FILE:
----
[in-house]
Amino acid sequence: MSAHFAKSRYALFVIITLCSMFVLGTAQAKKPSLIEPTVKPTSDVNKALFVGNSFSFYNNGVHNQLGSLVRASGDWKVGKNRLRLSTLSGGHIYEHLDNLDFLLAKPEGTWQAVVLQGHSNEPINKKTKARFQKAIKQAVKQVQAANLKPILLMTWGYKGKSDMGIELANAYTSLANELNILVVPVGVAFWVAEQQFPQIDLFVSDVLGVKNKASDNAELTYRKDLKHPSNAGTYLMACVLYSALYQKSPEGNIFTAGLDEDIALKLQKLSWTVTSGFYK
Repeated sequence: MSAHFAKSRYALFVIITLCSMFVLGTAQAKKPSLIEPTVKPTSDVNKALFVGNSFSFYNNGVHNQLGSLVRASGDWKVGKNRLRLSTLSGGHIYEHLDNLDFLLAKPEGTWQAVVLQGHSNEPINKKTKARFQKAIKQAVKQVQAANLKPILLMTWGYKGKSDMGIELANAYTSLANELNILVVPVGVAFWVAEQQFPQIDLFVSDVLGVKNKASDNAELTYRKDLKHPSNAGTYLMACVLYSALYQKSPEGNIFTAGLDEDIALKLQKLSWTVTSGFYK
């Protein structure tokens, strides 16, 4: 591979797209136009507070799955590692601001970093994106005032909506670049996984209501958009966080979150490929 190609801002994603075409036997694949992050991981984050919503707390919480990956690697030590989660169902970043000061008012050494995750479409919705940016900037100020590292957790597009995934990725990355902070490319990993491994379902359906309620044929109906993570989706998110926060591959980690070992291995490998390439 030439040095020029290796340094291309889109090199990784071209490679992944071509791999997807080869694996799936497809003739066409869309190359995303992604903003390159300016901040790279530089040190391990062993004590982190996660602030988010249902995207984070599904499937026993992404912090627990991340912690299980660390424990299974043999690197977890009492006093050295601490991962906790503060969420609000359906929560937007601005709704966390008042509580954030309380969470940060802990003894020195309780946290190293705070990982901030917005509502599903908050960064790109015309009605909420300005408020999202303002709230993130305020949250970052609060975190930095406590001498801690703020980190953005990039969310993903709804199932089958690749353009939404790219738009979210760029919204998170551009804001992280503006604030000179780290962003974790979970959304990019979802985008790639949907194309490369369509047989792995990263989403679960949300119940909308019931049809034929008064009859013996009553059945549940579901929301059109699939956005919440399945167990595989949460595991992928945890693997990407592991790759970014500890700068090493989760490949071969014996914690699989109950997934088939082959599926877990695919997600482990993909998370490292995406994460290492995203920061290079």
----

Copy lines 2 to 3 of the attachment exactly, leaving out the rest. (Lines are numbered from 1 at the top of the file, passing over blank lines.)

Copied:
Amino acid sequence: MSAHFAKSRYALFVIITLCSMFVLGTAQAKKPSLIEPTVKPTSDVNKALFVGNSFSFYNNGVHNQLGSLVRASGDWKVGKNRLRLSTLSGGHIYEHLDNLDFLLAKPEGTWQAVVLQGHSNEPINKKTKARFQKAIKQAVKQVQAANLKPILLMTWGYKGKSDMGIELANAYTSLANELNILVVPVGVAFWVAEQQFPQIDLFVSDVLGVKNKASDNAELTYRKDLKHPSNAGTYLMACVLYSALYQKSPEGNIFTAGLDEDIALKLQKLSWTVTSGFYK
Repeated sequence: MSAHFAKSRYALFVIITLCSMFVLGTAQAKKPSLIEPTVKPTSDVNKALFVGNSFSFYNNGVHNQLGSLVRASGDWKVGKNRLRLSTLSGGHIYEHLDNLDFLLAKPEGTWQAVVLQGHSNEPINKKTKARFQKAIKQAVKQVQAANLKPILLMTWGYKGKSDMGIELANAYTSLANELNILVVPVGVAFWVAEQQFPQIDLFVSDVLGVKNKASDNAELTYRKDLKHPSNAGTYLMACVLYSALYQKSPEGNIFTAGLDEDIALKLQKLSWTVTSGFYK